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Author Boeckx, Cedric
Title The Cambridge Handbook of Biolinguistics
Imprint New York : Cambridge University Press, 2013
©2013
book jacket
Descript 1 online resource (694 pages)
text txt rdacontent
computer c rdamedia
online resource cr rdacarrier
Series Cambridge Handbooks in Language and Linguistics
Cambridge Handbooks in Language and Linguistics
Note Cover -- Contents -- Figures -- Tables -- Contributors -- Acknowledgements -- 1 Introducing the volume -- 2 Biolinguistics: A historical perspective -- 2.1 Introduction -- 2.2 Questions in biolinguistics -- 2.3 Current research -- 3 Biolinguistics yesterday, today, and tomorrow -- 3.1 Introduction -- 3.2 Biolinguistics: The early years (Lenneberg's dream) -- 3.3 The middle period (circa 1985-2000: the low-hanging fruits of the tree) -- 3.4 The present period (ever since circa 2000: the higher fruits) -- 3.5 Design for a curriculum in biolinguistics -- 3.5.1 Basic courses -- 3.5.2 Intermediate level courses -- 3.5.3 Advanced courses -- 4 The philosophical foundations of biolinguistics -- 4.1 What is biolinguistics? -- 4.2 The methodology of naturalistic research -- 4.3 A research strategy for the naturalistic study of mind -- 4.4 The biolinguistic research program -- 4.5 Conclusion -- Part I Language development -- 5 (Evidence for) the language instinct -- 5.1 Introduction -- 5.2 Instincts and language -- 5.3 The locus of syntax in the brain -- 5.4 The instinct for syntactic categories -- 5.5 The poverty of the stimulus argument and the language instinct: Lexical acquisition -- 5.6 In lieu of an epilogue: Christopher's instinct -- 6 Sensitive phases in successive language acquisition: The critical period hypothesis revisited -- 6.1 Biological foundations of the language making capacity -- 6.2 The Critical Period Hypothesis for language acquisition -- 6.3 Successive acquisition: Differences between first and second language acquisition -- 6.4 The Critical Period Hypothesis revisited: Sensitive phases in language development -- 6.4.1 Revisiting the Critical Period Hypothesis -- 6.4.2 Sensitive phases: Possible age ranges -- 6.4.3 Sensitive phases: Grammatical domains -- 6.5 Conclusions and open questions
7 Discovering word forms and word meanings: The role of phrasal prosody and function words -- 7.1 Discovering word forms -- 7.2 Discovering word meanings -- 8 Luria's biolinguistic suggestion and the growth of language -- 8.1 Luria's biolinguistic suggestion -- 8.2 Grammatical computation in the optional infinitive stage -- 8.3 The UCC: The biology of the matter -- 8.4 Is the OI stage simply an effect of learning a language? Evidence from second language acquisition -- 8.5 Toward a biolinguistics in the growth of language: Behavioral Genetics and Specific Language Impairment -- 8.5.1 Is UCC the only property that matures or matures away in SLI? A brief detour from finiteness -- 8.5.2 Back to the heritability of the loss of UCC -- 8.6 Genetics -- 8.7 Physiology (neural computations): Possible for OI stage? -- 8.8 Some genetic questions to research -- 8.9 The state of biolinguistics in the growth of language -- 9 Parameters in language acquisition -- 9.1 What a parameter is (or is meant to be), and what it's for -- 9.2 How do we tell what counts as a parameter? -- 9.3 Using parameters to learn -- 9.3.1 Light switches or light dimmers? -- 9.3.2 Batch learning or incremental learning? -- 9.3.3 Parameters: Ensembles or individuals? -- 9.3.4 Getting the most out of your data? -- 9.3.5 Who goes first? -- 9.3.6 Insufficient data: Does not compute? -- 9.4 Specific examples of learning with parameters -- 9.5 Conclusion -- 10 Bilingualism beyond language: On the impact of bilingualism on executive control -- 10.1 Introduction -- 10.2 The impact of bilingualism on executive control: Introduction to the phenomenon -- 10.3 Impact of bilingualism on executive control: A brief review -- 10.4 Impact of bilingualism on conflict processing: The facts -- 10.5 Impact of bilingualism on conflict processing: The explanation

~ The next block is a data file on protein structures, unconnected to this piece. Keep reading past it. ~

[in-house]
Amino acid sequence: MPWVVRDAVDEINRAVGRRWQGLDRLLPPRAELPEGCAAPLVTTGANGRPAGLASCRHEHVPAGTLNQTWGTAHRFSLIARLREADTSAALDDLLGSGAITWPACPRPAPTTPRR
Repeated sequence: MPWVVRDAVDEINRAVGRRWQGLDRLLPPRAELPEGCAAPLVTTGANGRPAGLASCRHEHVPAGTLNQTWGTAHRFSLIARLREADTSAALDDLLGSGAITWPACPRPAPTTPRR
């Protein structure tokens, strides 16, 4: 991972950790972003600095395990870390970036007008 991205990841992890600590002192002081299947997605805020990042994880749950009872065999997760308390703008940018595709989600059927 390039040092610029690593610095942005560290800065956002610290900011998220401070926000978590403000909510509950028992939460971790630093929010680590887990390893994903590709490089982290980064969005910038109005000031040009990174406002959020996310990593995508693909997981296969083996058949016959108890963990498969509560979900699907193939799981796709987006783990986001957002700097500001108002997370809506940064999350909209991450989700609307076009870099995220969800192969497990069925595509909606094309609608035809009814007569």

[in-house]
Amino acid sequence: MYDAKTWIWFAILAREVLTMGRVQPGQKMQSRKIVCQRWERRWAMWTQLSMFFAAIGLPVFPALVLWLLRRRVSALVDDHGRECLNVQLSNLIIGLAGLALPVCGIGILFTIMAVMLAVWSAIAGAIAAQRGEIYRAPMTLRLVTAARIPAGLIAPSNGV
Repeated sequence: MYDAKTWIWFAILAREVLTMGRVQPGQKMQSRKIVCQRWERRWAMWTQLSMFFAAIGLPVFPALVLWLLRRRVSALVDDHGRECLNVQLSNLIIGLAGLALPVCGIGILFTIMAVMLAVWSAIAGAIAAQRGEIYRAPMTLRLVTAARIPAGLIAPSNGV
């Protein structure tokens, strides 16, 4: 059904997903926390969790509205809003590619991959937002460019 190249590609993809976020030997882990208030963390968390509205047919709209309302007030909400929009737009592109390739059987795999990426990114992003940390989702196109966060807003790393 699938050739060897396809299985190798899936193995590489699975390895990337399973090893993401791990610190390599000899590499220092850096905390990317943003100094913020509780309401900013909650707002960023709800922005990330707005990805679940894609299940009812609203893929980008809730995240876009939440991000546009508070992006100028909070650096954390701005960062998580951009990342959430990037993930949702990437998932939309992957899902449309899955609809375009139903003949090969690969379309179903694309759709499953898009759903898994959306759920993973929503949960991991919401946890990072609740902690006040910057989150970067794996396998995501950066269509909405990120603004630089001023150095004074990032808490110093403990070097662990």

10.6 On the effects of bilingualism through development -- 10.7 Summary -- 10.8 Future directions -- Part II Mind, brain, behavior -- 11 The role of experimental syntax in an integrated cognitive science of language -- 11.1 Introduction -- 11.2 The goals and obstacles of generative syntactic theory -- 11.3 To what extent are the acceptability judgments underlying syntactic theory sound? -- 11.3.1 Criticisms of the reliability of syntactic data -- 11.3.2 The reliability of textbook data -- 11.3.3 The reliability of journal data -- 11.3.4 A comparison of the statistical power of traditional methods and formal experiments -- 11.3.5 Cognitive bias -- 11.3.6 The interpretation of variation across participants -- 11.3.7 The relative costs and benefits of traditional methods and formal experiments -- 11.4 What types of inferences are licensed by the linking hypothesis between acceptability judgments and syntactic theory? -- 11.4.1 Reductionist approaches to acceptability judgment effects -- 11.4.2 Gradient acceptability and the nature of syntactic theory -- 11.5 Conclusion -- 12 Working memory and language processing: Theory, data, and directions for future research -- 12.1 Introduction -- 12.2 The focus of attention in memory and language -- 12.2.1 Background -- 12.2.2 Measuring processing speed -- 12.2.3 Diagnosing information in focal attention -- 12.2.4 Language and focal attention -- 12.3 Retrieving information outside the focus of attention -- 12.4 Interference -- 12.5 Conclusions -- 13 Computational primitives in phonology and their neural correlates -- 13.1 Introduction -- 13.2 Background -- 13.3 Representational primitives -- 13.4 Where to look for phonological primitives -- 13.5 How to look for phonological primitives -- 13.5.1 Vowels -- 13.5.2 Consonants -- 13.5.3 Underspecification -- 13.6 Phonotopy -- 13.7 Phonological processes